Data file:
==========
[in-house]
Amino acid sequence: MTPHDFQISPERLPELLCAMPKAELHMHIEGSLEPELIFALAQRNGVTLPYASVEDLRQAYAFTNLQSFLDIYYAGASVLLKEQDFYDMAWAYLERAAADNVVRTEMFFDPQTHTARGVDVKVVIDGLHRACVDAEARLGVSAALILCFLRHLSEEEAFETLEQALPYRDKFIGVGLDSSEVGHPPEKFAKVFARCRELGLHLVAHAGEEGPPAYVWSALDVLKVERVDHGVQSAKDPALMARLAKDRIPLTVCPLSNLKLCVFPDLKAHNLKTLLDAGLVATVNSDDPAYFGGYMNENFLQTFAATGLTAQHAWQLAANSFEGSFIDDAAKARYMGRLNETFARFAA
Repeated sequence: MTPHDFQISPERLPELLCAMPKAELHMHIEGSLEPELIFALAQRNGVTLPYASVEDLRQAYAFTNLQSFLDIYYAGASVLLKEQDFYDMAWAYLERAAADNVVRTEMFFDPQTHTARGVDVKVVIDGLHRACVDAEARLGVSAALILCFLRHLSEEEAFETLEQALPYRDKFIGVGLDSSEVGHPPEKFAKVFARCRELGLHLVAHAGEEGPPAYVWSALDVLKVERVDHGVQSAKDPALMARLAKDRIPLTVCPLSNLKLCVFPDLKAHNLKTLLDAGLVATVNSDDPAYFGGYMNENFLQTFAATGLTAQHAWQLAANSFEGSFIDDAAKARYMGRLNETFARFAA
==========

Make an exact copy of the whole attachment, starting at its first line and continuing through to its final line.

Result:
[in-house]
Amino acid sequence: MTPHDFQISPERLPELLCAMPKAELHMHIEGSLEPELIFALAQRNGVTLPYASVEDLRQAYAFTNLQSFLDIYYAGASVLLKEQDFYDMAWAYLERAAADNVVRTEMFFDPQTHTARGVDVKVVIDGLHRACVDAEARLGVSAALILCFLRHLSEEEAFETLEQALPYRDKFIGVGLDSSEVGHPPEKFAKVFARCRELGLHLVAHAGEEGPPAYVWSALDVLKVERVDHGVQSAKDPALMARLAKDRIPLTVCPLSNLKLCVFPDLKAHNLKTLLDAGLVATVNSDDPAYFGGYMNENFLQTFAATGLTAQHAWQLAANSFEGSFIDDAAKARYMGRLNETFARFAA
Repeated sequence: MTPHDFQISPERLPELLCAMPKAELHMHIEGSLEPELIFALAQRNGVTLPYASVEDLRQAYAFTNLQSFLDIYYAGASVLLKEQDFYDMAWAYLERAAADNVVRTEMFFDPQTHTARGVDVKVVIDGLHRACVDAEARLGVSAALILCFLRHLSEEEAFETLEQALPYRDKFIGVGLDSSEVGHPPEKFAKVFARCRELGLHLVAHAGEEGPPAYVWSALDVLKVERVDHGVQSAKDPALMARLAKDRIPLTVCPLSNLKLCVFPDLKAHNLKTLLDAGLVATVNSDDPAYFGGYMNENFLQTFAATGLTAQHAWQLAANSFEGSFIDDAAKARYMGRLNETFARFAA